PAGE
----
10. McConell GK, Huynh NN, Lee-Young RS, et al. L-arginine infusion increases glucose clearance during prolonged exercise in humans. Am J Physiol 2006; 290: E60-E66.
11. Colombani P, Wenk C, Arnold M, et al. Nährstoffpräparate bei Kraftsportlern – Einfluss von L-Arginin-L-Aspartat auf den Stoffwechsel von Kraftsportlern während und nach einer intensiven Trainingseinheit. Schweiz Z Sportmed Sporttrauma 1994; 4: 22-30.
12. Schmid P. Leistungsbeeinflussung und Stoffwechselveränderungen während einer Langzeitbelastung unter Argininaspartat. Leistungssport 1980; 30: 486-495.
13. Schaefer A, Piquard F, Geny B, et al. L-arginine reduces exercise-induced increase in plasma lactate and ammonia. Int J Sports Med 2002; 23: 403-407.
14. Elsair J, Poey J, Rochiccioli P, et al. Oral administration effects, with different doses, of arginine aspartate chlorhydrate upon growth hormone and fatty acids plasmatic rates in normal fasting children. Pathol Biol (Paris) 1980; 28: 639-644.
15. Elsair J, Khelfat K, Ghouini A, et al. Effects of arginine, administred orally, on the endogenous secretion of the STH-somatomedin complex in young human volunteers. C R Seances Soc Biol fil 1985; 179: 608-614.
16. Gater DR, Gater DA, Uribe JM, et al. Effects of arginine/lysine supplementation and resistance training on glucose tolerance. J Appl Physiol 1992; 72: 1279-1284.
17. Mills PC, Marlin DJ, Scott CM, Smith NC. Metabolic effects of nitric oxide synthase inhibition during exercise in the horse. Res Vet Sci 1999; 66: 135-138.
18. Gremion G, Pahud P, Gobelet C. Aspartate d’arginine et activité musculaire. Partie II. Schweiz Z Sportmed 1989; 37: 241-246.
19. Abel T, Knechtle B, Perret C, et al. Influence of chronic supplementation of arginine aspartate in endurance athletes on performance and substrate metabolism – a randomized, double-blind, placebo-controlled study. Int J Sports Med 2005; 26: 344-349.
20. Burtscher M, Brunner F, Faulhaber M, et al. The prolonged intake of L-arginine-L-aspartate reduces blood lactate accumulation and oxygen consumption during submaximal exercise. J Sports Sci Med 2005; 4: 314-322.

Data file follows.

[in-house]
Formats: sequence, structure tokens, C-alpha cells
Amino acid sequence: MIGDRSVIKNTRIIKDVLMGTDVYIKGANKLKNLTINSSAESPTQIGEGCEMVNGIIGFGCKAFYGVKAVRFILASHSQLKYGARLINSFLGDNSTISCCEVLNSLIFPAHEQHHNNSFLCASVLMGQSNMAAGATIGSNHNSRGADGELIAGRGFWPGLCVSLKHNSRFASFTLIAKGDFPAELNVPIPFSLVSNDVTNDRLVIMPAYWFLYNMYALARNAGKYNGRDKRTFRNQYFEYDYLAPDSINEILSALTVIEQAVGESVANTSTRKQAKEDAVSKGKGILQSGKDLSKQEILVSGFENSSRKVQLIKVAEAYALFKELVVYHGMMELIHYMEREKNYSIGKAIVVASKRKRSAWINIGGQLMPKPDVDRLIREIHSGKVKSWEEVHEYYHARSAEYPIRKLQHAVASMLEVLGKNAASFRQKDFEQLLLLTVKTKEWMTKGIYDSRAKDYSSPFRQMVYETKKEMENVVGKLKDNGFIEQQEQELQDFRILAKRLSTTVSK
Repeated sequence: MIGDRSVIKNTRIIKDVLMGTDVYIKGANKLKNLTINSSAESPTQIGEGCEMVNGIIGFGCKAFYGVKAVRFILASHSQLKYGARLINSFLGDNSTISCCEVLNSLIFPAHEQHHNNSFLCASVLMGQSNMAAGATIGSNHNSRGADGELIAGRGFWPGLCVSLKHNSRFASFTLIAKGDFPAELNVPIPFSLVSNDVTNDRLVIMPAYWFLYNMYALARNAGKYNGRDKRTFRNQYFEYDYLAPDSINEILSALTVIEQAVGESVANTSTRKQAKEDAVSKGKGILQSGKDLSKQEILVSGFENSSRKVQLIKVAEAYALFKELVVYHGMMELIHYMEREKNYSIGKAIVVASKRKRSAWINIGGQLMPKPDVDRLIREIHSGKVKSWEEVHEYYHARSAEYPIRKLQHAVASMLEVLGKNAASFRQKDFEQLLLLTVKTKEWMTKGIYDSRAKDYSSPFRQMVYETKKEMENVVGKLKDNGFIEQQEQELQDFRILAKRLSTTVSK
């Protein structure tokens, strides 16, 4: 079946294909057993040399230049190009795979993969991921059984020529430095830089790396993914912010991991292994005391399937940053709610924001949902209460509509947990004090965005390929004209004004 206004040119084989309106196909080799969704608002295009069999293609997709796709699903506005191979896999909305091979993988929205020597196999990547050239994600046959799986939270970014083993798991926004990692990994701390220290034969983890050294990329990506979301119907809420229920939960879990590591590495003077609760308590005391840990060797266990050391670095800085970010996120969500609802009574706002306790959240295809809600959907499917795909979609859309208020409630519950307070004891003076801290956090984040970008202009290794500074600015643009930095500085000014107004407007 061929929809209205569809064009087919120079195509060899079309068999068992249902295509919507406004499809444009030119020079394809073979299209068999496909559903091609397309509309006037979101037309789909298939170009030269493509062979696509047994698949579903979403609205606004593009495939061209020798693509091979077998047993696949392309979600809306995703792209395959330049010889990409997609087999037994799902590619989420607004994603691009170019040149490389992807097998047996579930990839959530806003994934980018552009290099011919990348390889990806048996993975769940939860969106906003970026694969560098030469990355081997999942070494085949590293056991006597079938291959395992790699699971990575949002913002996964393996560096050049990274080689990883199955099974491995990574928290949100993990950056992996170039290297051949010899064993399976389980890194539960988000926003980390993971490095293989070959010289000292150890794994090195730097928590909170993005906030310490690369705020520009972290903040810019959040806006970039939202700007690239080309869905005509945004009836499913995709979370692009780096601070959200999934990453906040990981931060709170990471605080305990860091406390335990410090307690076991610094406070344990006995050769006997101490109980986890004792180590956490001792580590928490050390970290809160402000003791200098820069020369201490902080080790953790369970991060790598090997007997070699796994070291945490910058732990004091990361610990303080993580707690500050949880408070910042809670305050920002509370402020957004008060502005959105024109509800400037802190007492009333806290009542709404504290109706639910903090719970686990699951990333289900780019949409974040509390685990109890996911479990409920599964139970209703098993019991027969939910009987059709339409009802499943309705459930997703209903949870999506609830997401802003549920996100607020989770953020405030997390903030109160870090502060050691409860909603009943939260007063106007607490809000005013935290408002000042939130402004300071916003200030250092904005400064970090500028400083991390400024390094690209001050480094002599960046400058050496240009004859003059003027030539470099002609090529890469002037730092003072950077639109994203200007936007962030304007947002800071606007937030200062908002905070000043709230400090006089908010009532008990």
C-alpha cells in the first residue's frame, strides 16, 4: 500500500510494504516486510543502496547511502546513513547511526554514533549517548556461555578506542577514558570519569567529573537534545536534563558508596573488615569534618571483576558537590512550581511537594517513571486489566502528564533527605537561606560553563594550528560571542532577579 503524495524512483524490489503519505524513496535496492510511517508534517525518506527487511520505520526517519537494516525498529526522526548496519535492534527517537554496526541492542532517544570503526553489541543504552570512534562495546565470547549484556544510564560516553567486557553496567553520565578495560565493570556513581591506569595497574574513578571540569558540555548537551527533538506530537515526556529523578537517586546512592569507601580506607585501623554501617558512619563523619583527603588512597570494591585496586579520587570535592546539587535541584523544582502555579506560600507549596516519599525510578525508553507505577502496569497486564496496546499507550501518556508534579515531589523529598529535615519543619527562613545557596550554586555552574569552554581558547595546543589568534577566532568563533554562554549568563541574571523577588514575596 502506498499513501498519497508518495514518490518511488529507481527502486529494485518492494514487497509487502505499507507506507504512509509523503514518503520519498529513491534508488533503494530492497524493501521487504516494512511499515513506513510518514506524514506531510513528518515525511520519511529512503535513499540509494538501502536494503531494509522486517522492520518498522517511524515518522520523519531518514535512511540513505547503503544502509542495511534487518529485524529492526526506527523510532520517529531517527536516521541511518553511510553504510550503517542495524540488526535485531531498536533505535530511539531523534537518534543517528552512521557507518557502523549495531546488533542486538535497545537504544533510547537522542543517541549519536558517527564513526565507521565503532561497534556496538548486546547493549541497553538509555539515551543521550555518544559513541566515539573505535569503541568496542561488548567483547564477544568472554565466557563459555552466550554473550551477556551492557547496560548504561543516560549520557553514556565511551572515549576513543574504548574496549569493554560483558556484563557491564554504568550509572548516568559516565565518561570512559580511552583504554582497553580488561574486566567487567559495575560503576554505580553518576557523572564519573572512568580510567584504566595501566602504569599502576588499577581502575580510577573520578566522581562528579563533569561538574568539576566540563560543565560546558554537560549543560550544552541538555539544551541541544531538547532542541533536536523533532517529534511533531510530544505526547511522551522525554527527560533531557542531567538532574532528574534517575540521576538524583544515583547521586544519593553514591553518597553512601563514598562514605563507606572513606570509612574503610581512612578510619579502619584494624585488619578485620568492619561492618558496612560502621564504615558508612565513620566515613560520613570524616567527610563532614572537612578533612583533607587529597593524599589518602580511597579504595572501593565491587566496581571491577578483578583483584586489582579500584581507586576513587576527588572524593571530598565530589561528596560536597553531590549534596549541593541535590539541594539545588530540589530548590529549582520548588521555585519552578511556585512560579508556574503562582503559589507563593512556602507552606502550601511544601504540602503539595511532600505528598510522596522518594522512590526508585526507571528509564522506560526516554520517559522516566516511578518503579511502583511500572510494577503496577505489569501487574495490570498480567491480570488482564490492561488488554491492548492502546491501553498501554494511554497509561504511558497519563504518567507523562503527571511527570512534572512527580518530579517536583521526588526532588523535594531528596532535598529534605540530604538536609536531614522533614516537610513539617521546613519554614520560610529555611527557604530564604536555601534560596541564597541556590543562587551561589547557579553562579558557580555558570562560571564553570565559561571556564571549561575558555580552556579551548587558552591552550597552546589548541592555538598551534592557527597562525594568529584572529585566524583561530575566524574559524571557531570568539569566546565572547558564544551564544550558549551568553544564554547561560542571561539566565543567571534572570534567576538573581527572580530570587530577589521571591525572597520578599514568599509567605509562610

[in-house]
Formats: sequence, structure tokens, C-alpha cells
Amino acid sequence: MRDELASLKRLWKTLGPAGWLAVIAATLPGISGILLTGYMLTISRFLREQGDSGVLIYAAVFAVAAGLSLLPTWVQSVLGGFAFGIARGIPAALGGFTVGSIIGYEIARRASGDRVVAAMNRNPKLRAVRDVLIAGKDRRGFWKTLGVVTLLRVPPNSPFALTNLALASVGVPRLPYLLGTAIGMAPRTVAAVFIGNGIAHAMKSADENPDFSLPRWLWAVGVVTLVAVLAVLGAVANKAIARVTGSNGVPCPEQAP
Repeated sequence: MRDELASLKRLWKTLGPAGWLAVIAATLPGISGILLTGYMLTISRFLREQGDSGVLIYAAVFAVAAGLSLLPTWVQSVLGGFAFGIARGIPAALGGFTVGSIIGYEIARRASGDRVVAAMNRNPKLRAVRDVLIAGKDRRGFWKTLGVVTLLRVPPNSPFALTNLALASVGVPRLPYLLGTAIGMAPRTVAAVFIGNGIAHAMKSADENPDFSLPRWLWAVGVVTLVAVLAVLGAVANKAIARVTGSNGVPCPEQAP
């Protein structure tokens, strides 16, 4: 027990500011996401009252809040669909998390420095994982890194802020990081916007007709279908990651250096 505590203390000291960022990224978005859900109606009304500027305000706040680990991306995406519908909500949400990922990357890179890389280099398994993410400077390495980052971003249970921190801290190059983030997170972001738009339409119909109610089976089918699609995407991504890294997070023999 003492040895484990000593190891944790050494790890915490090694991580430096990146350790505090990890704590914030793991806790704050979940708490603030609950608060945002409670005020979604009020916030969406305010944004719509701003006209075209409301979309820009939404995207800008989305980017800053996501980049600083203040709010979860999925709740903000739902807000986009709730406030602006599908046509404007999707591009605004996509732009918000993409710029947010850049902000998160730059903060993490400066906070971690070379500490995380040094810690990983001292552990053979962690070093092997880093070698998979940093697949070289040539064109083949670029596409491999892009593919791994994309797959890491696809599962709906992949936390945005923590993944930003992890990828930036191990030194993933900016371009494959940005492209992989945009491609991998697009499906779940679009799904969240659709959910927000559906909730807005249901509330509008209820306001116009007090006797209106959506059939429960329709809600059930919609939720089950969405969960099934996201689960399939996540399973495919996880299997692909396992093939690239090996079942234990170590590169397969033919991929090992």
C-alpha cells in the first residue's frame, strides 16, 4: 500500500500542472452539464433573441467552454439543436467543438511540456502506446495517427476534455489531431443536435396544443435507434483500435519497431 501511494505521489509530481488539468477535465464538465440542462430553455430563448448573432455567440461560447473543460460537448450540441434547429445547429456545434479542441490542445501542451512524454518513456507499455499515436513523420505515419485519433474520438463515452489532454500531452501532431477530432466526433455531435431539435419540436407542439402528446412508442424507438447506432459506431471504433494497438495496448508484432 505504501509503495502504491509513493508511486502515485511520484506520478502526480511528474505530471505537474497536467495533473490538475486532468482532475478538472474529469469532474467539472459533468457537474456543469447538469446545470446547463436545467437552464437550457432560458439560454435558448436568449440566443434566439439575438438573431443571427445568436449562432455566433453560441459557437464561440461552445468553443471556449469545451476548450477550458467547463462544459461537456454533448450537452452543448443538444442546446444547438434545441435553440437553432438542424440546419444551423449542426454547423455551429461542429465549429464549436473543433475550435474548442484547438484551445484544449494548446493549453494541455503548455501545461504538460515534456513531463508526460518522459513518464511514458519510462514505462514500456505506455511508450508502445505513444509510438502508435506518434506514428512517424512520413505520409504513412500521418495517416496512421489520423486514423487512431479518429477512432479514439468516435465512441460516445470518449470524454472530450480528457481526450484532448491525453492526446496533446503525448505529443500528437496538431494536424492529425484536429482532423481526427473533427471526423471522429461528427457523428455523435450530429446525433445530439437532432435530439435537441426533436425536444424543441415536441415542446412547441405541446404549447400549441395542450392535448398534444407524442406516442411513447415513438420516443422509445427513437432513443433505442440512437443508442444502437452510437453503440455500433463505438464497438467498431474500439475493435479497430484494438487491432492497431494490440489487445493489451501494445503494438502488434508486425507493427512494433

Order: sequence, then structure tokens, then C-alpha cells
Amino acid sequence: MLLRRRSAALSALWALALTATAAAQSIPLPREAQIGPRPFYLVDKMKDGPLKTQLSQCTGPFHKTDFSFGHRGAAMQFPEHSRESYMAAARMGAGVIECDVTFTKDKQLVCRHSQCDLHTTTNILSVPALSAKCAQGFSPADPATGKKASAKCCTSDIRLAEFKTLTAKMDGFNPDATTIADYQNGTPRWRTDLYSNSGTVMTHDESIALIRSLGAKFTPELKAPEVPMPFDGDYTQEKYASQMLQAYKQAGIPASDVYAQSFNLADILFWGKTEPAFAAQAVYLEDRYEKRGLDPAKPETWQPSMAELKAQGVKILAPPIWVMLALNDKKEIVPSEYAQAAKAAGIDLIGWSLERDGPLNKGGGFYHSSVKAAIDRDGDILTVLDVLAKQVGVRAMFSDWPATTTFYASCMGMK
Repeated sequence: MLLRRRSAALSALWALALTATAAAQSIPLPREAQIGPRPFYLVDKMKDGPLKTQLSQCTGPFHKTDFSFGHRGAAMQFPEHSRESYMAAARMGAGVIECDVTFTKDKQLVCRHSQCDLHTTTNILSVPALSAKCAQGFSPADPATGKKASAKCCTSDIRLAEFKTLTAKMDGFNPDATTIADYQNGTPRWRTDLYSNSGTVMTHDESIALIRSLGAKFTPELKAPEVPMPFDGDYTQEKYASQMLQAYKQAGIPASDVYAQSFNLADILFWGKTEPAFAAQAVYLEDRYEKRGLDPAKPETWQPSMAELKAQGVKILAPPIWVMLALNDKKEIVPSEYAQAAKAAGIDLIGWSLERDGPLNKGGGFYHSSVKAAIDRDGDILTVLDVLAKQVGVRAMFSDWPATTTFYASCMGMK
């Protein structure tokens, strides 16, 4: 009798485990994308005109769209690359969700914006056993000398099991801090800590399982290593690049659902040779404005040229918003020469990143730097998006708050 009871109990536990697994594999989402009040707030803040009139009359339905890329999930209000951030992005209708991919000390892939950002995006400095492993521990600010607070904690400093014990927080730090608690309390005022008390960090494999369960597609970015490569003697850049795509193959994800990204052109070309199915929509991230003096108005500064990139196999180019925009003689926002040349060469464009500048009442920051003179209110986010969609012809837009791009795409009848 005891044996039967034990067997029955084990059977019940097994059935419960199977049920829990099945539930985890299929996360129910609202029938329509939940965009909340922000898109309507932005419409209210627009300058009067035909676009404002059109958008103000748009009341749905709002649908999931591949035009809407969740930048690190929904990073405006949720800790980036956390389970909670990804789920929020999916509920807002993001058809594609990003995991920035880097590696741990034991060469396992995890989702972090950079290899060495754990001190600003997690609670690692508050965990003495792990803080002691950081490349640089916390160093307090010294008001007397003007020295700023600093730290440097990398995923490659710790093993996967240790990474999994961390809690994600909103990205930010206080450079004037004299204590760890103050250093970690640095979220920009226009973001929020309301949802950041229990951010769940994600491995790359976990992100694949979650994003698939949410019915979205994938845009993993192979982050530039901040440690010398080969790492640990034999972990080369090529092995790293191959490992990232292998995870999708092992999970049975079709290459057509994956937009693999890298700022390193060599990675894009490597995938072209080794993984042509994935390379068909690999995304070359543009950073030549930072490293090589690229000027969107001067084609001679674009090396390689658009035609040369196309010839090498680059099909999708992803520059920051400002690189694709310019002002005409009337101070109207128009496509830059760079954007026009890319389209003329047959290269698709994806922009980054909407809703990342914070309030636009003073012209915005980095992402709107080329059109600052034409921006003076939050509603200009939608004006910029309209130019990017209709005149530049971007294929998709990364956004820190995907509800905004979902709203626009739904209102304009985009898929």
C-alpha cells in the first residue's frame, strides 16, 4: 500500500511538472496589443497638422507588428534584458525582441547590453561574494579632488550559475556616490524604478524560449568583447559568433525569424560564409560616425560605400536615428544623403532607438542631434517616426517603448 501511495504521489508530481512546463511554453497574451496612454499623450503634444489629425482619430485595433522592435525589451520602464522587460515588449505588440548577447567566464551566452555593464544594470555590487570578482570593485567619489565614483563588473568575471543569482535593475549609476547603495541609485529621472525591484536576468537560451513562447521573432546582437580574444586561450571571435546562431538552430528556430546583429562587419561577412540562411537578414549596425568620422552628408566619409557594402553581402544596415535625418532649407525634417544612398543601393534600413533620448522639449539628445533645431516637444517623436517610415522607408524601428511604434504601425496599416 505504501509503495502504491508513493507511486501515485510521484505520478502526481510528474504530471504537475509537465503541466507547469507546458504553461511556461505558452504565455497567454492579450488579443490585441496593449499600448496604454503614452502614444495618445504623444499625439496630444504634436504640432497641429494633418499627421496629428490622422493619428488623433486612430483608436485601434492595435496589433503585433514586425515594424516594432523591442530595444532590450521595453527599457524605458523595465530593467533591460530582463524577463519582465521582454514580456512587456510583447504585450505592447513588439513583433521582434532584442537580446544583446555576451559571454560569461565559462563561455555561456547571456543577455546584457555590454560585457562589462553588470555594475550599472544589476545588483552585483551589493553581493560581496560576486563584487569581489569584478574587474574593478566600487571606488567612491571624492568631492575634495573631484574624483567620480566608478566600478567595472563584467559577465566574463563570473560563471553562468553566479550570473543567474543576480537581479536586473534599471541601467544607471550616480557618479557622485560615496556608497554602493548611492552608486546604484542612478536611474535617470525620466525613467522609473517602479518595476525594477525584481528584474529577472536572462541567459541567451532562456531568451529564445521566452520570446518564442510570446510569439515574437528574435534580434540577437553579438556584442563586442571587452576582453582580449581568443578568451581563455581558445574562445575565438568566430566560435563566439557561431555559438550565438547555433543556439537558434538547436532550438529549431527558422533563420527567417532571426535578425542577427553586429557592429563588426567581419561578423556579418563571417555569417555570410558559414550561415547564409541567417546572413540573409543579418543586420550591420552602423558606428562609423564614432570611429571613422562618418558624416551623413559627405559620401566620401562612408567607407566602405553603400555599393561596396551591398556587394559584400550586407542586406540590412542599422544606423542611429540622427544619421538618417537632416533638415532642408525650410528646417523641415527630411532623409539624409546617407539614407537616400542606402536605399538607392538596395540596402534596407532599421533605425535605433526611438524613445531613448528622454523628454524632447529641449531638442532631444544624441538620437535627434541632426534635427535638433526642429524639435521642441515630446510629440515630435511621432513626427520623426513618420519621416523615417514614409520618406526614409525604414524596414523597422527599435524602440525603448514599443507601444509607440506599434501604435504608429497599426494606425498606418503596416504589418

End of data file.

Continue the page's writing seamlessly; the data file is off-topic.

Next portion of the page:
21. Denis C, Dormois D, Linossier MT, et al. Effect of arginine aspartate on the exercise-induced hyperammoniemia in humans: a two periods cross-over trial. Arch Int Physiol Biochim Biophys 1991; 99: 123-127.
22. Sellier J. Intéret de l´aspartate d´arginine sangenor chez des athletes de compétition en périod d´entrainement intensif. Rev Med Toulouse, 1979; 879.
29. Lancha AH, Recco MB, Abdalla DSP, et al. Effect of aspartate, arginine and carnitine supplementation in the diet on metabolism of skeletal muscle during a moderate exercise. Physiol Behav 1995; 57: 367-371.
24. Ahlborg B, Ekelund LG, Nilsson CG. Effect of potassium-magnesium-aspartate of the capacity for prolonged exercise in man. Acta Physiol Scand 1968; 74: 238-245.
25. Gupta J, Srivastava KK. Effect of potassium-magnesium aspartate on endurance work in man. Ind J Ex Biol 1973; 11, 392-394.
26. Wesson M. Effects of oral administration of aspartic acid salts on the endurance capacity of trained athletes. Res Q Ex Sport 1988; 59: 234-239.
27. Hagan RD, Upton SJ, Duncan JJ, et al. Absence of effect of potassium-magnesium aspartate on physiologic responses to prolonged work in aerobically trained men. Int J Sports Med 1982; 33: 177-181.
29. Maughan RJ, Sadler DJ. The effects of oral administration of salts of aspartic acid on the metabolic response to prolonged exhausting exercise in man. Int J Sports Med 1983; 4: 119-123.
29. Tuttle JL, Potteiger JA, Evans BW, et al. Effect of acute potassium-magnesium aspartate supplementation on ammonia concentrations during and after resistance training. Int J Sport Nutr 1995; 5: 102-109.
30. Merinee TJ, Fineberg SE, Tyson JE. Fluctuations of human growth hormone secretion during menstrual cycle: response to arginine. Metabolism 1969; 18: 606-608.
31. Merinee TJ, Rabinowitz D, Fineberg SE. Arginine-initiated release of human growth hormone: factors modifying the response in normal man. N Engl J Med 1969; 280: 1434-1438.
32. Rector TS, Bank AJ, Mullen KA, et al. Randomized, double-blind, placebo-controlled study of supplemental oral L-Arginine in patients with heart failure. Circulation 1996; 93: 2135-2141.
33. Franz IW, Chintanseri CH. Über die Wirkung des Kalium-Magnesium-Aspartats auf die Ausdauerleistung unter besonderer Berücksichtigung des Aspartats. Sportarzt Sportmed 1977; 2: 35.
34. Haralambie G, Berg A. Serum urea and amino nitrogen changes with exercise duration. Eur J Appl Physiol 1976; 36: 39-48.
35. Hormann G, Braumann KM, Zimmerling D. Wie verhalten sich Serumferritin und Ausdauerleistung? Sport Med 1992; 4: 451-454.
36. Bassett DR, Howley ET. Limiting factors for maximum oxygen uptake and determinants of endurance performance. Med Sci Sports Exerc 2000; 32: 70-84.
37. Barbeau P, Serresse O, Boulay MR. Using maximal and submaximal aerobic variables to monitor elite cyclists during a season. Med Sci Sports Exerc 1993; 25:1062-1069.
38. Grant S, Craig I, Wilson J, Aitchison T. The relationship between 3 km running performance a nd selected physiological variables. J Sports Sci 1997; 15: 403-410.